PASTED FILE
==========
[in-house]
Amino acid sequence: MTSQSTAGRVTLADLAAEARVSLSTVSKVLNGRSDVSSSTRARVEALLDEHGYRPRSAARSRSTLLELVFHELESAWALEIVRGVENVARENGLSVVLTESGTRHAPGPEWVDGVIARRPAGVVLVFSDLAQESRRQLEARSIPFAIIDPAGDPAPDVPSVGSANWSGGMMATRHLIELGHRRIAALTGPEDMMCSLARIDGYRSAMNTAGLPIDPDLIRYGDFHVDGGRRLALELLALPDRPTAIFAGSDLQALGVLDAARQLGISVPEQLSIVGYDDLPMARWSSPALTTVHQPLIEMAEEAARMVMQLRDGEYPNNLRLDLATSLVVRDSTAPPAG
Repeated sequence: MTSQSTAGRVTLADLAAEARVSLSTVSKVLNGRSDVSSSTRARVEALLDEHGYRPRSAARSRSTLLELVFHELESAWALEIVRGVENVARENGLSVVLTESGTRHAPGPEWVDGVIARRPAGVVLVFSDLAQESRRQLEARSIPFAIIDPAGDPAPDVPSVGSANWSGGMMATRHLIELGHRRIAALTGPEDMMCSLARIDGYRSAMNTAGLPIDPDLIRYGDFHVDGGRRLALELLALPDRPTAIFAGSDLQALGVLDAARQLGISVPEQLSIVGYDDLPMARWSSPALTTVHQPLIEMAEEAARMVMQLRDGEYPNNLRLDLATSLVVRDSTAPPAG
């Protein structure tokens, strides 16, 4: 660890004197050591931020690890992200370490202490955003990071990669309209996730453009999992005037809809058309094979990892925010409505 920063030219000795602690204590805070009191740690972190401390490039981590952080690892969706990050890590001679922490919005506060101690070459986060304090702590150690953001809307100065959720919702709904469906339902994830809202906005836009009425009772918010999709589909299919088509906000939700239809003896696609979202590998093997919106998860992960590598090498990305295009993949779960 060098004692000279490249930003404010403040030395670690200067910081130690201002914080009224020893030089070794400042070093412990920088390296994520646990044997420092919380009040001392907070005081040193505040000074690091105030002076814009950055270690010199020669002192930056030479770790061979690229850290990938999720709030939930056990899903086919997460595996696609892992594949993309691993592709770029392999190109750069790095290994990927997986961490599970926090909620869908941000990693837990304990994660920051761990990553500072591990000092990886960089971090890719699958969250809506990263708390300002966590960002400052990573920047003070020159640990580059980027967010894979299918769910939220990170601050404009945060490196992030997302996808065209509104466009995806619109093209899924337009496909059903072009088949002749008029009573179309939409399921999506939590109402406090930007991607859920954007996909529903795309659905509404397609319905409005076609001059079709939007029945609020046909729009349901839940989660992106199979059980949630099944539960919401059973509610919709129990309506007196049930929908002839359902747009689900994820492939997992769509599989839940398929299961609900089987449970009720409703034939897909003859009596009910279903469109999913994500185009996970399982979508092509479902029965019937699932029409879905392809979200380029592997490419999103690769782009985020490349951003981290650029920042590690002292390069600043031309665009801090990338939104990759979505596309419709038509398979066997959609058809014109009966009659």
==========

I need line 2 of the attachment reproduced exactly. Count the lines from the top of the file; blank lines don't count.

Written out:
Amino acid sequence: MTSQSTAGRVTLADLAAEARVSLSTVSKVLNGRSDVSSSTRARVEALLDEHGYRPRSAARSRSTLLELVFHELESAWALEIVRGVENVARENGLSVVLTESGTRHAPGPEWVDGVIARRPAGVVLVFSDLAQESRRQLEARSIPFAIIDPAGDPAPDVPSVGSANWSGGMMATRHLIELGHRRIAALTGPEDMMCSLARIDGYRSAMNTAGLPIDPDLIRYGDFHVDGGRRLALELLALPDRPTAIFAGSDLQALGVLDAARQLGISVPEQLSIVGYDDLPMARWSSPALTTVHQPLIEMAEEAARMVMQLRDGEYPNNLRLDLATSLVVRDSTAPPAG